Valerion starts VAL-1221 dosing in Phase I/II trial for Pompe disease


Valerion Therapeutics has started dosing patients in a Phase I/II clinical trial of VAL-1221 to treat patients suffering from late-onset Pompe disease.

VAL-1221 is a fusion protein combining, recombinant human acid alpha-glucosidase (rhGAA) with the firm’s antibody-mediated delivery technology for increased intracellular delivery.

The dual uptake mechanism of VAL-1221 targets lysosomal, as well as extra-lysosomal glycogen, and is expected to improve glycogen clearance and patient outcomes.

The randomised, international, parallel active control, single-ascending and multiple-ascending dose escalation Phase I/II trial will investigate the safety, tolerability, pharmacokinetics, pharmacodynamics and preliminary efficacy of the drug candidate in approximately 12 subjects.

The trial is initially set to be performed at the Duke University Medical Centre, US, and the National Hospital for Neurology and Neurosurgery, UK, and will enrol ambulatory and ventilator-free patients who received prior Myozyme or Lumizyme therapy.

"While current Pompe disease therapies are directed only to lysosomal glycogen, VAL-1221 has demonstrated in preclinical studies the potential to uniquely target and clear both lysosomal and extra-lysosomal glycogen in the cytoplasm."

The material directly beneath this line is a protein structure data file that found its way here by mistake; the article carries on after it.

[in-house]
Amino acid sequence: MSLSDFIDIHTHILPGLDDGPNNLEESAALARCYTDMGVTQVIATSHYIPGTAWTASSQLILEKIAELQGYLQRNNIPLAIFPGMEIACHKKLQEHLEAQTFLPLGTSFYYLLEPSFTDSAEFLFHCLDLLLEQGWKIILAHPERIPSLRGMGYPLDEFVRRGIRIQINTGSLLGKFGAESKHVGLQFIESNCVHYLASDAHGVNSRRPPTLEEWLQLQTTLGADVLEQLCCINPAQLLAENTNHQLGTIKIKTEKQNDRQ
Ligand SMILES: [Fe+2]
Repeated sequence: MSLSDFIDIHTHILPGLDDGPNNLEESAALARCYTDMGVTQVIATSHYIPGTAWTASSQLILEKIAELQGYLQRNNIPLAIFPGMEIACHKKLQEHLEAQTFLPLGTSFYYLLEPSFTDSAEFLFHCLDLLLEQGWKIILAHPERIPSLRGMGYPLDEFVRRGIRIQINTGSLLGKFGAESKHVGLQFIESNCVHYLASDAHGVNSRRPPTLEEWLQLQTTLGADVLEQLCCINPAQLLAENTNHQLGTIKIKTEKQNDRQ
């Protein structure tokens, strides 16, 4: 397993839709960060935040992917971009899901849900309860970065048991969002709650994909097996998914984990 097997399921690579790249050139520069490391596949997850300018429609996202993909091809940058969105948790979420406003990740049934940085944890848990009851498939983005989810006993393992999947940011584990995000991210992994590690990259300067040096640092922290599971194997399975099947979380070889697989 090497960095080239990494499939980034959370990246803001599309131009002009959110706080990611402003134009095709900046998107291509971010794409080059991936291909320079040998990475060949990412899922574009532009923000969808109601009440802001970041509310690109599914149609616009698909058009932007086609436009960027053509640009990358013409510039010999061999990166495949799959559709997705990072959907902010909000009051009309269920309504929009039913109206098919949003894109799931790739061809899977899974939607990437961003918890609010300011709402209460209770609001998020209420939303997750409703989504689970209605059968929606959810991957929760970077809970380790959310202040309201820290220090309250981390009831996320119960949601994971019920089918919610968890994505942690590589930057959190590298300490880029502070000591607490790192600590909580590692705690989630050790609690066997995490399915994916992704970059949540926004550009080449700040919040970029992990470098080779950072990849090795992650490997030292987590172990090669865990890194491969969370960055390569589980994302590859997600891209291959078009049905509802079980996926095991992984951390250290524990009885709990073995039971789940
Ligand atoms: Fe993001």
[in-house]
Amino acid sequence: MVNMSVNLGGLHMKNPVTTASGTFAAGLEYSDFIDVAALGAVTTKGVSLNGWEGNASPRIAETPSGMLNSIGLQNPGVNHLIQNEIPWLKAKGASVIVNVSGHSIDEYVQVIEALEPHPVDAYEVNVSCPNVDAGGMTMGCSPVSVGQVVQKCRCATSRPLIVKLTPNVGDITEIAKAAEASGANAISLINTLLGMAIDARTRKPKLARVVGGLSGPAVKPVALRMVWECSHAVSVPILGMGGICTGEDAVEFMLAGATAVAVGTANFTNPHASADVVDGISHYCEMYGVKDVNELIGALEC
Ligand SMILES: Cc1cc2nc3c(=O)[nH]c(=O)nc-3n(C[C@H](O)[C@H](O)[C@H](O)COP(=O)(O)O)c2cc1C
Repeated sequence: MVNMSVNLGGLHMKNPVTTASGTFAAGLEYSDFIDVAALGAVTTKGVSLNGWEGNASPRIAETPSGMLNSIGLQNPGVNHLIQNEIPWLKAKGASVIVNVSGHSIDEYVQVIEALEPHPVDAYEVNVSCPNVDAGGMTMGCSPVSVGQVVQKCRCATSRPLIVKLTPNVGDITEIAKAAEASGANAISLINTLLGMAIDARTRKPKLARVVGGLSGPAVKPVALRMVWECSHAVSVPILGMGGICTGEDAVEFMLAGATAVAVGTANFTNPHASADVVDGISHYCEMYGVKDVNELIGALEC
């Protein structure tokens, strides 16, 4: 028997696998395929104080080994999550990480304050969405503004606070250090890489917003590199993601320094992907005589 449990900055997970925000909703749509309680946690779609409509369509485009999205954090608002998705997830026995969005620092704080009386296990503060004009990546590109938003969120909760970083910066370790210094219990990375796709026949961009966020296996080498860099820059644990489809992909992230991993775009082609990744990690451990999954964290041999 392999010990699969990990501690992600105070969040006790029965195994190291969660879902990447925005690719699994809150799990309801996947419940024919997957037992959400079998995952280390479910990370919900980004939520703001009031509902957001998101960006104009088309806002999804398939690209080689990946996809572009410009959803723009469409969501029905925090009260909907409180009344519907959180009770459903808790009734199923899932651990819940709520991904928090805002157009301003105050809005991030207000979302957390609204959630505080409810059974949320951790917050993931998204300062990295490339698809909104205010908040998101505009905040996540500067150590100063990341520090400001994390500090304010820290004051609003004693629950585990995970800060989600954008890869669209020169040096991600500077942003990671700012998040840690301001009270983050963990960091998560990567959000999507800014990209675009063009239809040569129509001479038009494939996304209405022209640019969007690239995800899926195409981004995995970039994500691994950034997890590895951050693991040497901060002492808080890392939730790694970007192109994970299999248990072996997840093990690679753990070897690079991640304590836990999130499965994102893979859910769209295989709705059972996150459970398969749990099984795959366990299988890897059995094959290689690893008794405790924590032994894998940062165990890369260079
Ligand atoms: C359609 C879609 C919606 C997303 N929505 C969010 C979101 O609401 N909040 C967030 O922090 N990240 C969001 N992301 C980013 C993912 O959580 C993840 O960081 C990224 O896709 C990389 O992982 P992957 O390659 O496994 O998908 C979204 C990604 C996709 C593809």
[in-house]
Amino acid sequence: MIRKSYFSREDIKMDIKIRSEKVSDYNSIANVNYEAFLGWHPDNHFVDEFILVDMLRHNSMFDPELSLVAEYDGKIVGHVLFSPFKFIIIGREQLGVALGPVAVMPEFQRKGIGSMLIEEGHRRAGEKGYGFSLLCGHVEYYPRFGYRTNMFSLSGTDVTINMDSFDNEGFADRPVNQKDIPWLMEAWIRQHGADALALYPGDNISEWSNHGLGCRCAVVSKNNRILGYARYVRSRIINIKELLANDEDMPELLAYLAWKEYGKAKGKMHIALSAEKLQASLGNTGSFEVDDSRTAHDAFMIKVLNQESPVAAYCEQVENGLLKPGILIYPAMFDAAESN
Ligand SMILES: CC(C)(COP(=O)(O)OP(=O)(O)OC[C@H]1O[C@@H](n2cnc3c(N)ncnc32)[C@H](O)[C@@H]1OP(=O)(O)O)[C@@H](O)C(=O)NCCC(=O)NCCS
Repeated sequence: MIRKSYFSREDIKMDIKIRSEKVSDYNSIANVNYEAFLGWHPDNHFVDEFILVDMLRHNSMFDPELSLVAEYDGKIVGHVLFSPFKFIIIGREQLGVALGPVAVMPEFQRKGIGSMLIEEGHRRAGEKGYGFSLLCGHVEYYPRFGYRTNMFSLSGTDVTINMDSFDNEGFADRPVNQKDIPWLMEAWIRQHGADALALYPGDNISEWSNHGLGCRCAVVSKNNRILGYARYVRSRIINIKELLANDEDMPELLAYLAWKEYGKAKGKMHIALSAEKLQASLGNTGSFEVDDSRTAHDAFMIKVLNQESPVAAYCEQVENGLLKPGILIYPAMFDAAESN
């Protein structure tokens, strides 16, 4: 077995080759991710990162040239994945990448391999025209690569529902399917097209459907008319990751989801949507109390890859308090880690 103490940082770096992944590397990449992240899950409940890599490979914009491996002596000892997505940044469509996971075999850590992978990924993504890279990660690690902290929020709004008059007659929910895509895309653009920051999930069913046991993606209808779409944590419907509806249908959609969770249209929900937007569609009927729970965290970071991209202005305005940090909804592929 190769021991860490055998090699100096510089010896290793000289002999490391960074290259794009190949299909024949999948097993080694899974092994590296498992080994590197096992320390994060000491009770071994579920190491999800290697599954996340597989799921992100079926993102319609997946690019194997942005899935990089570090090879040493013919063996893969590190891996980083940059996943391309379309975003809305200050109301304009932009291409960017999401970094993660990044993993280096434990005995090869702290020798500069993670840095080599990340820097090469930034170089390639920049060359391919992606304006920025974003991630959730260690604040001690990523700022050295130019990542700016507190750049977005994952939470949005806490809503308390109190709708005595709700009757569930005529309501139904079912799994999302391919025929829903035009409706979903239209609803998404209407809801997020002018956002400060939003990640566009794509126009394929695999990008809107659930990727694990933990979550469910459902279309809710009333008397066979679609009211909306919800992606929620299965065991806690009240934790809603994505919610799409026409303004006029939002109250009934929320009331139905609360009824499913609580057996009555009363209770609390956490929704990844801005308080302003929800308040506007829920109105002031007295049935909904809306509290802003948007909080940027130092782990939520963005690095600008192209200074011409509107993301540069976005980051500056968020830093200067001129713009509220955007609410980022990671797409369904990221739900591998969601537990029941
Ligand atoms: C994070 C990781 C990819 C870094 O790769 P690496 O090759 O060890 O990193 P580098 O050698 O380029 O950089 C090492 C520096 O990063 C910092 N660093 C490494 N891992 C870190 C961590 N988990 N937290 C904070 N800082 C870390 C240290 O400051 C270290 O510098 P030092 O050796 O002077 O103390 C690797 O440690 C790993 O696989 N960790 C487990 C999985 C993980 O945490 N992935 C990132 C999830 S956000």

Valerion Therapeutics CEO Deborah Ramsdell said: "While current Pompe disease therapies are directed only to lysosomal glycogen, VAL-1221 has demonstrated in preclinical studies the potential to uniquely target and clear both lysosomal and extra-lysosomal glycogen in the cytoplasm.”

The exploratory efficacy endpoints of the trial include a six-minute walk test, pulmonary function testing, quantitative and qualitative muscle testing and patient-reported outcomes.

Patients who are found to be responding during the three month trial period will be eligible to enter an open-label extension study.

The top-line results from the Phase I/II trial are expected to be available in the fourth quarter of this year.


Image: Muscle biopsy showing large vacuoles in a case of Pompe disease. Photo: courtesy of Jensflorian.